Fly-Ins, Part 4
By Dr.Martin Lamont
From Fly Fishing Canada From Coast to Coast, Published
by Johnson Gorman Publishers. We appreciate use permission.
The Northwest - Yukon Klondike Charters
Like it's people, there is a youthfulness in this
northern land, which has more square miles per angler
than the rest of Canada. Travelers are tempted by
excellent fly-fishing opportunities for lake trout,
pike, grayling, Dolly Varden and white fish - including
inconnu. Transected by the Alaska Highway and only a
few side roads, fly-ins are essential. Whitehorse has
waterftont floatplane facilities on the Yukon River.
Many fishing destinations are within 50-200 air miles
(80 - 320 km), so it is only a few hours' flying time
to various full-service lodges and wilderness camps.
The bright yellow Super Cub made a long approach, then
descended onto the remote Yukon lake and touched down
smoothly. After we disembarked near the lake's outlet,
I quickly decided to split from the group as they paddled
in their float tubes across the flat, calm lake. Exploring
the outlet river was made easy by its low water, and
the large boulders were great for walking on. The first
few pools were crystal clear, and fish shadows were
visible in the depths. Looking closer, I identified
them as Dolly Varden.
It was frustrating as fish after fish followed my flies
out of the depths, almost into the shallows at my
feet, but refused to take. I accidentally hooked a small
fingerling, and when it started darting about, it was
instantly consumed by a 5-lb (2-kg) Dolly which set my
rod to bucking and throbbing. When I finally brought
it into the shallows, I discovered the Dolly was not
hooked, merely clamped tight onto the now dead and
badly mutilated fingerling. The almost grounded Dolly
eventually opened its mouth, and slowly departed for
deeper water. Clearly, Dollies prefer meat to feathers.
Farther downstream, where feeder creeks were slightly
coloring the main stem, I found a midstream school of
feeding grayling. They were holding in fast water and
constantly rising to small blue-gray Ephemeroptera.
They were very selective and required constant changes
of flies. A small Gray Wulff worked for a few fish,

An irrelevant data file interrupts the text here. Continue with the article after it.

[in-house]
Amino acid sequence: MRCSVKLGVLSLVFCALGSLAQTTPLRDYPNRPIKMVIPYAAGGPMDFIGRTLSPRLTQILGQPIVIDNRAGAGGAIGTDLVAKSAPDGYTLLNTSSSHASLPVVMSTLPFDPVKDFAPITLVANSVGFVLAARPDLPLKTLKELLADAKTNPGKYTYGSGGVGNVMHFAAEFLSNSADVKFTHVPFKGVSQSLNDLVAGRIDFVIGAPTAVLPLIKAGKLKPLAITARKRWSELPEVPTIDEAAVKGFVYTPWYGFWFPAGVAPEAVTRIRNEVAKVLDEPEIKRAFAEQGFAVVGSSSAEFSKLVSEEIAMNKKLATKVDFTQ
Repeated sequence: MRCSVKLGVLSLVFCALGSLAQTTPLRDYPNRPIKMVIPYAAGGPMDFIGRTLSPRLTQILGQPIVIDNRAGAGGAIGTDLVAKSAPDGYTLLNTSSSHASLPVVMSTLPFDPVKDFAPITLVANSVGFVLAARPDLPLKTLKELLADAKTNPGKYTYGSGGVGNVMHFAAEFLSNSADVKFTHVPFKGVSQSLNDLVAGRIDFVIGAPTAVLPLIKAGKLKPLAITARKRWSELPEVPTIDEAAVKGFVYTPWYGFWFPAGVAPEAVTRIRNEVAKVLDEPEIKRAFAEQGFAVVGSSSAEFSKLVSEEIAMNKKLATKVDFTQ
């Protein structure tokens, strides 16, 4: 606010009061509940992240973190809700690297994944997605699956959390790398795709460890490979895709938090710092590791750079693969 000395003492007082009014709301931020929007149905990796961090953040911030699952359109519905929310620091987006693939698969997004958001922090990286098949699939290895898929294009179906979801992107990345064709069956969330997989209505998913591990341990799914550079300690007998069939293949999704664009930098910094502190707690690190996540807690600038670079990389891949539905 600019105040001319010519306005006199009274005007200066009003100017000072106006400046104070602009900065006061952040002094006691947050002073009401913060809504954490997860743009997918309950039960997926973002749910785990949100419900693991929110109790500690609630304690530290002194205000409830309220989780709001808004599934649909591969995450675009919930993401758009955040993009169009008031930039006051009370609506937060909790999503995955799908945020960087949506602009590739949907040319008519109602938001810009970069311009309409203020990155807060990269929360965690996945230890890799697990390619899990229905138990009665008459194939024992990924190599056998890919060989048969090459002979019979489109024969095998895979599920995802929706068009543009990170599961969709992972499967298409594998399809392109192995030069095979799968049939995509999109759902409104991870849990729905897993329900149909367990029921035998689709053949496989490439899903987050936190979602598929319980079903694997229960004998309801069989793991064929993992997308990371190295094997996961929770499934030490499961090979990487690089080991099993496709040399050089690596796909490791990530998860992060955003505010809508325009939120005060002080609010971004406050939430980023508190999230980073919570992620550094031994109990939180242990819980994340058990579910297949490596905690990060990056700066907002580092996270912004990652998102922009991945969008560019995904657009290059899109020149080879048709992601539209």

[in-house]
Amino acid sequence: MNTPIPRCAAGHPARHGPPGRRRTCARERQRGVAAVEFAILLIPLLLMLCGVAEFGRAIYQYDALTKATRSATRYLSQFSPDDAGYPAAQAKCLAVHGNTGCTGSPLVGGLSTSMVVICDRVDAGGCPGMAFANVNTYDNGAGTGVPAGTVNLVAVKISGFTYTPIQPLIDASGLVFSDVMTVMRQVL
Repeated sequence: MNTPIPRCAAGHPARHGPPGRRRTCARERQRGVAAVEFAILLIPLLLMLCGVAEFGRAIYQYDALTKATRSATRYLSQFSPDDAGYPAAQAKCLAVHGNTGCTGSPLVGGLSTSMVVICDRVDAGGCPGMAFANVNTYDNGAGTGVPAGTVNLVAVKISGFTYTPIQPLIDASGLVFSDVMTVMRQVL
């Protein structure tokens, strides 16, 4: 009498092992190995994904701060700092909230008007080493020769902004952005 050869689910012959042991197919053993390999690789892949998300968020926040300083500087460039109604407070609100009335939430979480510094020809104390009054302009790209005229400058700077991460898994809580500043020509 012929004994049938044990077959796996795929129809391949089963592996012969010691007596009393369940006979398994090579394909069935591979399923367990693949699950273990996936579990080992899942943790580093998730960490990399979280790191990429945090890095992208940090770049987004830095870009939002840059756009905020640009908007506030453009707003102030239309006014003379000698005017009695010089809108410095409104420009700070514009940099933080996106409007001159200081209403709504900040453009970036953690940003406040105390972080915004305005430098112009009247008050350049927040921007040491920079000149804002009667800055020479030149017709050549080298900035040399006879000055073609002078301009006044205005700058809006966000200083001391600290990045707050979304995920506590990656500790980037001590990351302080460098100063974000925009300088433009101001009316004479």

then a Gray Hendrickson started more hook-ups. I
realized that as the grayling became familiar with
one pattern, a change provoked more strikes.
The next half mile of the river was white water. There
I dredged the deeper pockets with a big, ugly,
ultra-fast-sinking black Hellgrammite pattern to
take grayling to 3 lb (1.5 kg). Below that section,
the river again formed deep, isolated pools, and the
rock formation changed to brown, broken sandstone.
Fishing with Glo-Bugs, Mickey Finns and Sculpin
patterns constantly produced smaller, darker Dollies
with bright scarlet spots, strangely different from
those caught in the outlet's clear water.
My return to the lake revealed that my companions had
found good fun in the shallow bays catching pike on
streamer flies. The aroma of filleted and cubed
"Yukon gold pike" sizzling in the frying pan was a
harbinger of one of the finest of wilderness meals.
Alberta's fly-out centers are widely separated. The
southwest Rocky Mountain area is served by Calgary and
Canmore which, being major tourist centers, have aircraft
for heli-hiking and fishing in the high mountains readily
available. To the northeast of the province, in the
boreal forests and to some extent in the northwest
Caribou Mountains, are about 10 fly-in lodges with
fishing for lake trout, pike, walleye and whitefish.
Some are the original full-service fishing lodges
like Andrew Lake and Christina Lake, while others
are tent camps. Northern Alberta fly-in operators
use Edmonton, Cold Lake and Fort McMurray as home
Continued Next Time
Credits: Excerpt from Fly Fishing
Canada written by Outdoor Writers of Canada,
edited by Robert H. Jones, Published by Johnson
Gorman Publishers. Used with permission.
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